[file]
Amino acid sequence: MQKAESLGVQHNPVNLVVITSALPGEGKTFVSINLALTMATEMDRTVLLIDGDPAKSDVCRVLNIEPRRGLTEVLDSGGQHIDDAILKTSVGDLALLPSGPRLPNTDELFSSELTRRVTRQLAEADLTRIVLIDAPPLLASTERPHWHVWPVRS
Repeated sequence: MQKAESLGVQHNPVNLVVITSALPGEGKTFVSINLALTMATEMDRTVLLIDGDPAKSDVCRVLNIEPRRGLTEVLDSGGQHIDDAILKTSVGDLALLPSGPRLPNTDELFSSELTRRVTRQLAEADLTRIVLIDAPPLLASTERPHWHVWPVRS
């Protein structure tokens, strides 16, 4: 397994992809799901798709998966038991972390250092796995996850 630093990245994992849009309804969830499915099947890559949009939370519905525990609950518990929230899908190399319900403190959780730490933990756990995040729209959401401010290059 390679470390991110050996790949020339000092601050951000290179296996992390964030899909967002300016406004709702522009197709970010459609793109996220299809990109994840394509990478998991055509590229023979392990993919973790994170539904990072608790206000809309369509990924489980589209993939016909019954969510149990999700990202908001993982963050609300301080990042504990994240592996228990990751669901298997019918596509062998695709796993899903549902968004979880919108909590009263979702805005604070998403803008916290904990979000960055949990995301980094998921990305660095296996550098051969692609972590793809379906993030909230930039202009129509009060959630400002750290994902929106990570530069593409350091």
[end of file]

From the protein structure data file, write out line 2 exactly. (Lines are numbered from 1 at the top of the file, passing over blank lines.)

Repeated sequence: MQKAESLGVQHNPVNLVVITSALPGEGKTFVSINLALTMATEMDRTVLLIDGDPAKSDVCRVLNIEPRRGLTEVLDSGGQHIDDAILKTSVGDLALLPSGPRLPNTDELFSSELTRRVTRQLAEADLTRIVLIDAPPLLASTERPHWHVWPVRS